Call Search
     

New to Ham Radio?
My Profile

Community
Articles
Forums
News
Reviews
Friends Remembered
Strays
Survey Question

Operating
Contesting
DX Cluster Spots
Propagation

Resources
Calendar
Classifieds
Ham Exams
Ham Links
List Archives
News Articles
Product Reviews
QSL Managers

Site Info
eHam Help (FAQ)
Support the site
The eHam Team
Advertising Info
Vision Statement
About eHam.net

   Home   Help Search  
Pages: Prev 1 ... 4 5 6 7 8 [9]   Go Down
  Print  
Author Topic: Bring back the Advanced Class  (Read 55151 times)
N0IU
Member

Posts: 1329


WWW

Ignore
« Reply #120 on: July 19, 2013, 06:41:28 AM »

Well OK Keith, you got me thinking about it. Damn you!

So why not just do away with multiple license classes and testing altogether? By your logic (convoluted as it is), all tests are discriminatory (and therefore illegal) since the entire amateur radio serves no purpose whatsoever, not just the Amateur Extra class. Amateur radio is a nothing more than a recreational past time, period. Despite what the ARES/RACES crowd would like you to believe, the amateur radio service does not serve any need, at the federal level or otherwise.

Sure, we use spectrum space that is managed (and I use the term loosely) by the FCC, but the precedent has already been set since there are other non-commercial "citizens" and "family" radio services that do not require testing or a license.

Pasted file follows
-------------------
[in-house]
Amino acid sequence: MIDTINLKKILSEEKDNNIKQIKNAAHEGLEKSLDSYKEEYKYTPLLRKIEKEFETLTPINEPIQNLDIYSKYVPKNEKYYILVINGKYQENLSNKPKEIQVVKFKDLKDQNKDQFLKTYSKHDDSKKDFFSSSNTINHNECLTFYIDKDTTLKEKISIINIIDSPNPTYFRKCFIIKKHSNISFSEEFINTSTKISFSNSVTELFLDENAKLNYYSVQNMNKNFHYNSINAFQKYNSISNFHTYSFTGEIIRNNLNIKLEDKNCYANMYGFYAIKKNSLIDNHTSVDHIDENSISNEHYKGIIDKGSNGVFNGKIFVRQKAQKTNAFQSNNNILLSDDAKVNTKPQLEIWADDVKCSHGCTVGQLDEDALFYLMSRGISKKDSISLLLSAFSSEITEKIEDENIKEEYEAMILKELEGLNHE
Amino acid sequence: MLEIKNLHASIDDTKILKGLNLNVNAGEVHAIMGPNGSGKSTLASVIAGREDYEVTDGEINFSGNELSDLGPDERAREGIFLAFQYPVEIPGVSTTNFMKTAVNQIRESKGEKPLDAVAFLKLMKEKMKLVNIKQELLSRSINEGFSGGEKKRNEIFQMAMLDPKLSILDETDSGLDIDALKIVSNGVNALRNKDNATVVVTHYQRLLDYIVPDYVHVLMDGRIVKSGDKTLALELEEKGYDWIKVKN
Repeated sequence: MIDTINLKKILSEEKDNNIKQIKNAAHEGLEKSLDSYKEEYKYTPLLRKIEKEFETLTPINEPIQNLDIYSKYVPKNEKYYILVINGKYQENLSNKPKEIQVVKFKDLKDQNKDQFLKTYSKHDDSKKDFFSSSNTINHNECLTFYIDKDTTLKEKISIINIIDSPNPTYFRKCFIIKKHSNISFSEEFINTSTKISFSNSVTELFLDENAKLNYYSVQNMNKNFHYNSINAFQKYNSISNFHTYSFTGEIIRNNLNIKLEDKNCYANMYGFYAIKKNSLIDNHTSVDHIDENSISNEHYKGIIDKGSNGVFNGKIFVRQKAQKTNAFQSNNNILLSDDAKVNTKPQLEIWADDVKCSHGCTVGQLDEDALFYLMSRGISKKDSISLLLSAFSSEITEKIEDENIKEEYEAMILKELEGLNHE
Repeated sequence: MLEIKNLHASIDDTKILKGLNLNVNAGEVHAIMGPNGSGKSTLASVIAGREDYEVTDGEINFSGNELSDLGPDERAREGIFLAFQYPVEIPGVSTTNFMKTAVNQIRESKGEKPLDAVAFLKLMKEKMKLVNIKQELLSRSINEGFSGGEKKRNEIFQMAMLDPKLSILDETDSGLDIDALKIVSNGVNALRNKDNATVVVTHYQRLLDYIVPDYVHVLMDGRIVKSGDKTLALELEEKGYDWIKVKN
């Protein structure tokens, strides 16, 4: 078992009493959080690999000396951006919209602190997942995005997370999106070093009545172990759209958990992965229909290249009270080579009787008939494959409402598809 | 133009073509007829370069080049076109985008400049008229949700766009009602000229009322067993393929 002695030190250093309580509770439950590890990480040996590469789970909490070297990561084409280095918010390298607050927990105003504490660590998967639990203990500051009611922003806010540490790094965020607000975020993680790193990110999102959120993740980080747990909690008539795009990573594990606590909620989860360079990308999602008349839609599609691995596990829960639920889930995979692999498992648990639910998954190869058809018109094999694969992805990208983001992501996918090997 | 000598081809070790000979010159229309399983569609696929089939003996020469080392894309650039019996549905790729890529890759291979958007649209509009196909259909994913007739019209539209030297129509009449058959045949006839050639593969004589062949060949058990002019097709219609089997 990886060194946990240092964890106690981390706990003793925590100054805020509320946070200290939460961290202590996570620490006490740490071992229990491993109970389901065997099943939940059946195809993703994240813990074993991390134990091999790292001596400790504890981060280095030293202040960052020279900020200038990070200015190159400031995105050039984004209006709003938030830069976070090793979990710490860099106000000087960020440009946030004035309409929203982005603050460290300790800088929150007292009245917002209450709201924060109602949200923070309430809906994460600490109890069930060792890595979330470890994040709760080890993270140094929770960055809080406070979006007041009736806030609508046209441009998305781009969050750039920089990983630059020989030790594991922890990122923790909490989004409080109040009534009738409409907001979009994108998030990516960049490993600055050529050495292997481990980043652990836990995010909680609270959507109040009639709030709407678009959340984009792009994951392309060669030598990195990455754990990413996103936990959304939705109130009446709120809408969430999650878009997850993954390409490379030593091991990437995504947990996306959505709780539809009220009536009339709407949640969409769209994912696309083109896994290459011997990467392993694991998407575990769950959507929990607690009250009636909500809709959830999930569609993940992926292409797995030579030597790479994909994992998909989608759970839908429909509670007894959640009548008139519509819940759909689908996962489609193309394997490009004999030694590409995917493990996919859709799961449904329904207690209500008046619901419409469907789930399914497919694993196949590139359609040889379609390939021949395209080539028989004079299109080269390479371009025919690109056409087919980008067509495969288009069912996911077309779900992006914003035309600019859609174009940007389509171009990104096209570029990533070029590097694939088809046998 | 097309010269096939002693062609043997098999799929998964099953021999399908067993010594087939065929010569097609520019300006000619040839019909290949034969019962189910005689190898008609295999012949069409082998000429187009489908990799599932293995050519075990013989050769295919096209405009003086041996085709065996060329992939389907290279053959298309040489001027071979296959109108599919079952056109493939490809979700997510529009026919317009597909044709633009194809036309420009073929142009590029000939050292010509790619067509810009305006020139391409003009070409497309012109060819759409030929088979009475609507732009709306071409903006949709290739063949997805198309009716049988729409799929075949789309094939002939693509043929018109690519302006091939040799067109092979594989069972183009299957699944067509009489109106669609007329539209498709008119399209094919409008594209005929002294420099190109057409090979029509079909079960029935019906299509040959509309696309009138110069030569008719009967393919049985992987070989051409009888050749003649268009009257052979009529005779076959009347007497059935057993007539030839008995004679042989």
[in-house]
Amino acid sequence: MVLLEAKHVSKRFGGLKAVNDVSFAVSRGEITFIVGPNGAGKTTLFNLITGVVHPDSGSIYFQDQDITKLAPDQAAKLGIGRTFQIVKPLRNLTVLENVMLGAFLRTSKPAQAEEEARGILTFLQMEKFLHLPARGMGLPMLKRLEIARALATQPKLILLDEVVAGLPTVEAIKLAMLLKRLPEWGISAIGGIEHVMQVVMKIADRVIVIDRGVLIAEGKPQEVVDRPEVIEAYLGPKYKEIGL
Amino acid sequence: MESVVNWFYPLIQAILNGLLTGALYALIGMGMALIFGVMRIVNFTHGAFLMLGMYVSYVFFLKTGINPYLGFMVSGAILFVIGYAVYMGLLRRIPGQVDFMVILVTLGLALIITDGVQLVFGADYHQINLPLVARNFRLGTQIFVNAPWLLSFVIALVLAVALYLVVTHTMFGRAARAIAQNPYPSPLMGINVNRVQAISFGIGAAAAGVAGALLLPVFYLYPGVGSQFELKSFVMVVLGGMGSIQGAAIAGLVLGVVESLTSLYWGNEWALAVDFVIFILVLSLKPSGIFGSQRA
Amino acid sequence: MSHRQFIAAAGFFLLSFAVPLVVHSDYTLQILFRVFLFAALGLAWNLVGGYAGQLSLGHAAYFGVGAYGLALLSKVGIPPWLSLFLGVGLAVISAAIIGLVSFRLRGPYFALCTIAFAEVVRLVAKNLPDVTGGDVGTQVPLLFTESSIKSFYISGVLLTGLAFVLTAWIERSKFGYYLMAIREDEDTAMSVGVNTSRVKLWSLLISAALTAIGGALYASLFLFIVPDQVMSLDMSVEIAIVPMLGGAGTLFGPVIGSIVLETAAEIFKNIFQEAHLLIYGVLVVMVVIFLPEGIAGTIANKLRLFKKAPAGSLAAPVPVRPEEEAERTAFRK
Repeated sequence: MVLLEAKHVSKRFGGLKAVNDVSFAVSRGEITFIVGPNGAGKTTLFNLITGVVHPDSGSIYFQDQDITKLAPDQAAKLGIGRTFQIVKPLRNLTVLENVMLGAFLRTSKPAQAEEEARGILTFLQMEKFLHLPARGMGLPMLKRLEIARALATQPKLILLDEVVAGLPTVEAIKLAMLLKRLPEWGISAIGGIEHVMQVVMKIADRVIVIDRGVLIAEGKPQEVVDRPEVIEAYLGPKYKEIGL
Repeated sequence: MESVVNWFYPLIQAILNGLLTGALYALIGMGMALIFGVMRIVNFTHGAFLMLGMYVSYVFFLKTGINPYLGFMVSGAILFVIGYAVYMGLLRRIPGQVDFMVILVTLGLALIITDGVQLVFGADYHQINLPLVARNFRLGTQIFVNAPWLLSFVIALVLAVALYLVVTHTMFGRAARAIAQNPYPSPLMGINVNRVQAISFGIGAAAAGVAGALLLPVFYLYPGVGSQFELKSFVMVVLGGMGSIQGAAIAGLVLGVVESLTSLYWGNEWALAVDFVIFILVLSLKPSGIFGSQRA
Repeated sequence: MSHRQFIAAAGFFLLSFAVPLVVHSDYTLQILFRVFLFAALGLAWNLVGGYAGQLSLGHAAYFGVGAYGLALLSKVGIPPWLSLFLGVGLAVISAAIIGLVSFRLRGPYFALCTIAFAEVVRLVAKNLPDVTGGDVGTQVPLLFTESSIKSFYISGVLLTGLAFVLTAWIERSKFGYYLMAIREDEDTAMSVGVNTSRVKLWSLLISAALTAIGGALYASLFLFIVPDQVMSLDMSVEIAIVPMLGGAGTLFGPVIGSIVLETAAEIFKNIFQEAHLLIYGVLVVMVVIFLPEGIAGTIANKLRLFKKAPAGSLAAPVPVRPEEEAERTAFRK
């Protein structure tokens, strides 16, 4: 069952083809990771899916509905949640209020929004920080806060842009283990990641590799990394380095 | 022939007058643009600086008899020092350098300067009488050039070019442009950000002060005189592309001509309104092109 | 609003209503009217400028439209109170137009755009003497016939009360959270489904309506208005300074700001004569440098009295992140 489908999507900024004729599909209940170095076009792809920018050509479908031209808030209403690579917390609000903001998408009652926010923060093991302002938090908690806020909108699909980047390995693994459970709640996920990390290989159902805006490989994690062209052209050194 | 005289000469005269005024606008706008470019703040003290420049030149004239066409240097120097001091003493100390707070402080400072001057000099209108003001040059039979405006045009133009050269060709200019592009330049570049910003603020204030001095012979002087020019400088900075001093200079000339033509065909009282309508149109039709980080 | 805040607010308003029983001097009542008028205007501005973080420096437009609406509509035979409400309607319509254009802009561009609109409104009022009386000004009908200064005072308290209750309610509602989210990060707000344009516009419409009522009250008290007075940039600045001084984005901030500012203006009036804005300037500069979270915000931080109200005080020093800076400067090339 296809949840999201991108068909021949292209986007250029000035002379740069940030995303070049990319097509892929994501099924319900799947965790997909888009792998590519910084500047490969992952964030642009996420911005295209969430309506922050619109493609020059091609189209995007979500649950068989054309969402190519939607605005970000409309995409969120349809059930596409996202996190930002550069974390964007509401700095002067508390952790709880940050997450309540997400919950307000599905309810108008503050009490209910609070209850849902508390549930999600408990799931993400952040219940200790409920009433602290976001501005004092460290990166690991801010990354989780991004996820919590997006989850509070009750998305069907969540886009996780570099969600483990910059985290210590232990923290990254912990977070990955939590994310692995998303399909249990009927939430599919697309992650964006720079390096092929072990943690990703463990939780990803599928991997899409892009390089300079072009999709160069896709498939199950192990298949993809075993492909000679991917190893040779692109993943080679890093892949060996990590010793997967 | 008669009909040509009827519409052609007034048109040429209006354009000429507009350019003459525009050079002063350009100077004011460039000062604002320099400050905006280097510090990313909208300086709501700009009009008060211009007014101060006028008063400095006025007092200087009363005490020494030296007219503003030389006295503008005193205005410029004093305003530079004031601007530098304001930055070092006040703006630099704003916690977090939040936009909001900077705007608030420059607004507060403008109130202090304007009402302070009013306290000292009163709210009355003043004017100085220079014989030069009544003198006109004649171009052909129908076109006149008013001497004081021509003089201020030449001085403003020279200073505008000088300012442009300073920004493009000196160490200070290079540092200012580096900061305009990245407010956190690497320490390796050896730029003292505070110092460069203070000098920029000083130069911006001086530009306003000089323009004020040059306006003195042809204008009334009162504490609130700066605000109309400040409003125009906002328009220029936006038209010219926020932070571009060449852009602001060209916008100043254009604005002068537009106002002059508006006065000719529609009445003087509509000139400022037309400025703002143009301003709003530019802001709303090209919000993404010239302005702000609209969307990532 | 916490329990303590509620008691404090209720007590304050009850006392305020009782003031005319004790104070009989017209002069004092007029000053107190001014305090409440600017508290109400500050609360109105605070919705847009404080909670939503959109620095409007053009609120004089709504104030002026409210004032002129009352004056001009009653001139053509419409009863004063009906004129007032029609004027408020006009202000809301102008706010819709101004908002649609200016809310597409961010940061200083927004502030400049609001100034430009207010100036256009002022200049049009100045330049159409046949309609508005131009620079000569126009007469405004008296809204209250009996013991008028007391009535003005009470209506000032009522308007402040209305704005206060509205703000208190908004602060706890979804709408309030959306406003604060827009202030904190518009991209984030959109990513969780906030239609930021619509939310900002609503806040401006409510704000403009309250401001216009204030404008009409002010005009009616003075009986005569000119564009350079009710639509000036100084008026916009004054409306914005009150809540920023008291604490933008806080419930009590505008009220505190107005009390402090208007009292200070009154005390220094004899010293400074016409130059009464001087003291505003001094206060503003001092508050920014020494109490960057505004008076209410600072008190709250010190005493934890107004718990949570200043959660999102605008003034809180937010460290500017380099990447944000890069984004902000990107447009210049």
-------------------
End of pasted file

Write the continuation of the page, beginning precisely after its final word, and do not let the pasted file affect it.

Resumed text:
Of course the hard part would be getting the IARU on board with this, but maybe not. They are the ones who determined that Morse code proficiency tests served no longer served any useful purpose and all the FCC did was incorporate their resolution into Part 97.

I guess we could become just like the Citizens Radio Service and eliminate licensing altogether, but let's take one step at a time.
Logged
KB1SF
Member

Posts: 414


WWW

Ignore
« Reply #121 on: July 19, 2013, 09:43:39 AM »

Well OK Keith, you got me thinking about it. Damn you!

So why not just do away with multiple license classes and testing altogether? By your logic (convoluted as it is), all tests are discriminatory (and therefore illegal) since the entire amateur radio serves no purpose whatsoever, not just the Amateur Extra class.

If you had bothered to read any of what I've already posted in this thread (as well as what I've posted in my blog) you'd know that what you suggest is absolutely NOT what I'm advocating.

First of all, the ITU regulations make it quite clear that we are to be both tested and licensed. So, neither requirement is about to go away any time soon. But, short of a small "laundry list" of topics, those regulations are completely silent on how comprehensive those tests are supposed to be.